A 21st Century

The Value in Meaning

‘There is something bigger than fact: the underlying sprit, all it stands for, the mood, the vastness, the wildness.’

Emily Carr
Whenever Bill Drummond, one half of the 80s – 90s electro band the KLF, went fishing, he would walk to his chosen fishing spot following such a route, which if drawn on a map, would form the outline of a fish. Whilst some might discard this gesture as an eccentricity or form of OCD. Others would attempt to explain the action as part of a ritual performed to give the event more meaning. Drummond himself explains it this way: ‘As far back as I can remember I have had a habit of trying to create patterns in the games I played or the things that I was doing.’1 Here, wherever we look for the patterns, we also increase the chance of stumbling across what we perceive to be deeper meaning as well.

In 1889, Paris held a World’s Fair to celebrate the passing of 100 years since the beginning of the French revolution. The Eiffel Tower, was to become the city’s great emblem, symbolising what technological progress meant to the leaders of Europe at the end of the 19th century. To some, it proffered an era of unlimited control over the world and all its wealth.

Popularly nicknamed the ‘Guardian of the Future’, the tower was a huge act of propaganda designed not by an architect, but by an engineer named Gustave Eiffel. The tower’s role transcended that of architecture or even that of pure symbolism. To those with crooked necks who gazed up beyond its lower haunches, it opened their eyes and stretched their imagination. So much so that it awoke deep within them a new sense of possibility.

With this icon firmly imprinted upon the minds of the next generation of engineers, it inspired the building of the skyscrapers which would one day come to fill the Manhattan skyline. Gustave’s gift, not just to France, but also to the world, was more than just a symbol of Western freedom: it represented a new pioneering spirit, which was set to claim the fully vertical.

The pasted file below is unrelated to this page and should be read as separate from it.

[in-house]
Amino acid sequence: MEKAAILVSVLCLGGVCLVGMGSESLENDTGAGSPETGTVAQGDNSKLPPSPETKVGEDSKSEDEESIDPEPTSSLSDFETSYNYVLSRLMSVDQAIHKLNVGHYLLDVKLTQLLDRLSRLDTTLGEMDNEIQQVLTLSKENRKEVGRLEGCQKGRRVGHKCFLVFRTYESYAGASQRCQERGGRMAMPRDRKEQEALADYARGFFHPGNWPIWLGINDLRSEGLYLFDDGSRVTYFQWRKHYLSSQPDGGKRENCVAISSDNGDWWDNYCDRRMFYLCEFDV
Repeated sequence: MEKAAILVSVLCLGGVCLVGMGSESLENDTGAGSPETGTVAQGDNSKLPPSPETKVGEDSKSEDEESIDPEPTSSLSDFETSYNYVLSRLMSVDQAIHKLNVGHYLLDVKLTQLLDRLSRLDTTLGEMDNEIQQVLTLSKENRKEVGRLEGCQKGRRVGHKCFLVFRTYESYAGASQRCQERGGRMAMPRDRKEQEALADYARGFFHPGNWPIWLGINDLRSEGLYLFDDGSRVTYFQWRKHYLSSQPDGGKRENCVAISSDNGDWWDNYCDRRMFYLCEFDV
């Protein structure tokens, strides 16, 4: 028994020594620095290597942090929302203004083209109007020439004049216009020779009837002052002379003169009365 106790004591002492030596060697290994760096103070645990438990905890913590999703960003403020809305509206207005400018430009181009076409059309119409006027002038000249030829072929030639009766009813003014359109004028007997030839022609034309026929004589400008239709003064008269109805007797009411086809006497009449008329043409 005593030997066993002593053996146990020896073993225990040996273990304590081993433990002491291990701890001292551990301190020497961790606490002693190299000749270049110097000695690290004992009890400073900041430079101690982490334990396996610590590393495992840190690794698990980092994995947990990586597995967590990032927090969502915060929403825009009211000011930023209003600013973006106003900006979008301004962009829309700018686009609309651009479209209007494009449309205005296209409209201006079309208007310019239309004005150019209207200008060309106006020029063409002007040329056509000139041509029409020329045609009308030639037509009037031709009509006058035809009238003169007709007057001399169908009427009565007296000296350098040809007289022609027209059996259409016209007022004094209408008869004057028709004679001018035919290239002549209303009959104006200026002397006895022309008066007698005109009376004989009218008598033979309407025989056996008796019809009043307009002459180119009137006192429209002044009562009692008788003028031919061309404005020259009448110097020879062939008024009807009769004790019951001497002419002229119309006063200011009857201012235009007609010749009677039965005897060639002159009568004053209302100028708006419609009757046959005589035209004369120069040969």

As the 20th century unfurled, with both poles reached, the summit of Everest conquered, and even the surface of the moon falling to the sole of an astronaut’s boot. The very edge of the frontier being pushed by the human pioneering spirit had to be repitched as a race to all the same things again, but this time to find out who could do it the fastest. It was the Futurists who first celebrated speed with their manifesto in 1909. But capitalism took this idea forward in the guise of the competitiveness of the ‘free market’, and meanwhile self-titled ‘adventurers’ turned the exploration of the world into one giant time trial.

Once all the record books had been rewritten, and the same flags replanted with their PB’s attached, the game became who could get there again, in the most inventive fashion. On a unicycle, going backwards, whilst juggling three GPS receivers and a satellite phone. The spectacle of the competition itself kept us entertained for a while. But where amongst this pantomime was the formation of new symbolism or meaning that would one day prove useful to society as a whole? And where, beyond the boundaries being pushed by the individual or technology alone, was the new frontier that also pushed the envelope of human discovery in its purest form? Adventuring into the truly unknown, not necessarily outside into the big wide world, but deep within ourselves, inside our own internal ‘human spirit.’

Illustration – When all corners...

As humans, we tend to form narratives around our actions and add meaning to our lives, because this process helps us justify our actions, and to take everyone’s story to a logical end, helps us believe in the importance of the longevity of life itself. Charlie Parker might as well be talking about life’s virtues when he says that ‘music is your own experience, your own thoughts, your wisdom. If you don’t live it, it won’t come out of your horn.’2 But instead we live our lives spending inordinate quantities of time looking for what we think might be the right music to play.

Some of these thought processes even have names. One of them is called the ‘Ebbinghaus Curve of Forgetting’, in which the memories of details attached to an event in the past tend to fall away over time. Within our brains the facts get edited, distorted, exaggerated, sometimes manipulated by the mind as we form our own fully personalised narrative. Yet this same method of editing also helps us extract deeper meaning from otherwise unmanageable amounts of data. Our little micro stories become different productions of essentially the same master-play unfolding over time, over and over again. Wherever and whenever we add our own values and context, it can lead to very different and very unexpected results. Fascinating ideas can come out in even the smallest details.